Aggregating Aggravating Time Periods
If you have ever built a financial model, you will have come to realise that recipients always want greater detail in the earlier periods and are then happy to have summaries for later dates. For example, in a budget model it is not unusual for the first 12 months to be reported monthly, then the next two years quarterly, with annual summaries thereafter.
However, that’s not how you should model. That’s how you should report.
There are lots of texts out there advocating what is and what isn’t Best Practice when it comes to building a financial model. At SumProduct, we push CRaFT:
Here, I want to emphasis consistency. In particular, all modelling should be undertaken at the same level of granularity, then summarised as required in the output sheets. Therefore, for my example above, I would model monthly and then summarise the quarterly and annual periods later with either the LOOKUP or SUMIF functions.
Let me explain with a comprehensive example from the attached Excel file. Consider the following monthly data:
The model has five years’ (60 months’) data; only some is reproduced (above) here. In this instance, I want to report the first calendar year monthly, the next year quarterly, the next year half-yearly and the remainder annually. Therefore, I built a generic interface that will provide lots of variation, assuming as time moves on, granularity will be similar or else become more and more high level:
The assumptions are entered in the yellow cells, cells F18:F20, with the remainder of the months reported on an annual basis. Each period has been provided a period number, with the range of period numbers named LU_Number_of_Periods (“LU” refers to “Look Up”). This means that the total number of periods (60) is given by MAX(LU_Number_of_Periods).
The yellow cells used a data validation list (ALT + D + L), where the only values allowed are “None”, 1, 2, 3, …, 59 and 60 (the maximum period number). This helps keep the formulae in cells G18:H21 manageable.
Cell G18 (Monthly From period number) is reasonably straightforward:
Essentially, the start period is 1 unless the Monthly input cell is blank or has had “None” selected. Similarly, cell H18 (Monthly To end period) is not too complex:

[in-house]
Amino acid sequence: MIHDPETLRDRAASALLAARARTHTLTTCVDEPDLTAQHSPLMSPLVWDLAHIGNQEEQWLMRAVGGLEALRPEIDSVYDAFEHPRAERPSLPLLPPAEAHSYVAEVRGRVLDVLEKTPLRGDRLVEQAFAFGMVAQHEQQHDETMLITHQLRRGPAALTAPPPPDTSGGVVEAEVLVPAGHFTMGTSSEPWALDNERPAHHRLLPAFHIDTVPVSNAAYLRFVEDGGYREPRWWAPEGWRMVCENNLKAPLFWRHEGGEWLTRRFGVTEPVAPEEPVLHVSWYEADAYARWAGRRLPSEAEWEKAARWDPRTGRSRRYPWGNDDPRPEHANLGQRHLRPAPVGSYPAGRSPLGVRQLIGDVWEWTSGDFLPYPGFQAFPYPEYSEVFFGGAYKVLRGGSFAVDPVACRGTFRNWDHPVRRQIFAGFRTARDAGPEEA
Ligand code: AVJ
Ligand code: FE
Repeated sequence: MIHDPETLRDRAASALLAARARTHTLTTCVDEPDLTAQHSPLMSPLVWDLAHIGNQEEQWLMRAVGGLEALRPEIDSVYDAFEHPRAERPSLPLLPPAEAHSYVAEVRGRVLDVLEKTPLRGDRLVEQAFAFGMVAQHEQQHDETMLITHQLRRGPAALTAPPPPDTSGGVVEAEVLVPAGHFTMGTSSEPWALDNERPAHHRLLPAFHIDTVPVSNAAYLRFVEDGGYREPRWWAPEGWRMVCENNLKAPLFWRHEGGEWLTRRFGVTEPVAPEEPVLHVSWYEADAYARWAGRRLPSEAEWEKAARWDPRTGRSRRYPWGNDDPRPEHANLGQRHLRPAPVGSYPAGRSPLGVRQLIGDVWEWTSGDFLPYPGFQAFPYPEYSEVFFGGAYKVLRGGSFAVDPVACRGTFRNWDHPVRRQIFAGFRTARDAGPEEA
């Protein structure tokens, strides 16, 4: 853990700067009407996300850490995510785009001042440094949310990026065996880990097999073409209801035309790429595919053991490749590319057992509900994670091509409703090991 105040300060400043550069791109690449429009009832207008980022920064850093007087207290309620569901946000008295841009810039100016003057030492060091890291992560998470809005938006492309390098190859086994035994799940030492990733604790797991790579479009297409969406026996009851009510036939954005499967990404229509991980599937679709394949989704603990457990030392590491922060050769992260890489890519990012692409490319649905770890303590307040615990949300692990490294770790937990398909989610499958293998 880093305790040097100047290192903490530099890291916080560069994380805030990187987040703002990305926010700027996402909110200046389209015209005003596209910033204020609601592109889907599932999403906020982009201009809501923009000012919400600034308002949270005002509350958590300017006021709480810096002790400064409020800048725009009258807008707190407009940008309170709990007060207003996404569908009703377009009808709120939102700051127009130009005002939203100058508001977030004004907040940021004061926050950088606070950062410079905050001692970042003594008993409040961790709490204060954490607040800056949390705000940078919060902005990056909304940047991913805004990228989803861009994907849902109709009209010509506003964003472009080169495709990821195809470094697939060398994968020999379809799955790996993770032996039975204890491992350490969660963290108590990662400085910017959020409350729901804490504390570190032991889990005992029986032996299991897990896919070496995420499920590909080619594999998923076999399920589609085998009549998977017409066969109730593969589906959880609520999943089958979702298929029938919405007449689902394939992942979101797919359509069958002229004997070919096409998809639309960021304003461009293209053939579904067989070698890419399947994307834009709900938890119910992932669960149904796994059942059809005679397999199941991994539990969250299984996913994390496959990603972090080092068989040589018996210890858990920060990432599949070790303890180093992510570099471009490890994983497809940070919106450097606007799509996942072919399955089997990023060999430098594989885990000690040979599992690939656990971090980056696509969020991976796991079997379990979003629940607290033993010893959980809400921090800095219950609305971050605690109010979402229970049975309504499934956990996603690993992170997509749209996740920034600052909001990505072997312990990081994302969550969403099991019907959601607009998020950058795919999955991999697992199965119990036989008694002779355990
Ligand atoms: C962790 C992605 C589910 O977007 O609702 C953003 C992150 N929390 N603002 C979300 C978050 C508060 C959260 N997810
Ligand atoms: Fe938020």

Again, this checks that there is a number in cell F18, and then ensures the final period cannot be greater than the maximum period number (in case data validation is not updated when the model is edited).
The next three rows are fairly similar, so I will only consider row 19. Cell G19 (Quarterly From period number) contains the formula
This formula adds one to the Monthly To period number (cell H18) provided this makes sense. The MAX function is used so that if cell H18 is “None” (i.e. there are no monthly reporting periods), MAX(“None”)+1 gives a value of 1 rather than “None”+1 which gives the error #VALUE!
Cell H19 (Quarterly To period number) contains a slightly longer formula:
It takes the Quarterly From period number and calculates what the end period number is subject to it not exceeding the maximum number of periods. The formulae in the two rows below use similar calculations, but exchange Months_in_Quarter for Months_in_Half_Yr and Months_in_Year instead.
Now it’s not all about consistency. Another key quality is transparency, and by that, I mean you can follow it on a piece of paper (if printed out) without having to refer to the formula bar in Excel. Sorry for the tiny graphic, but it gives an idea of how the presentation works:
The idea is that the dates displayed in cells J18:O21 (pictured) show the period end that the periods are included in (e.g. Mar 19 is included in the Apr 19 quarter and Jun 19 is included in the Apr 20 year). The formulae aren’t particularly, er, nice. Cell J18 contains the formula
which presents the month end of the period if it is one of the periods that is reported monthly. However, the formula in cell J19 is slightly more sophisticated: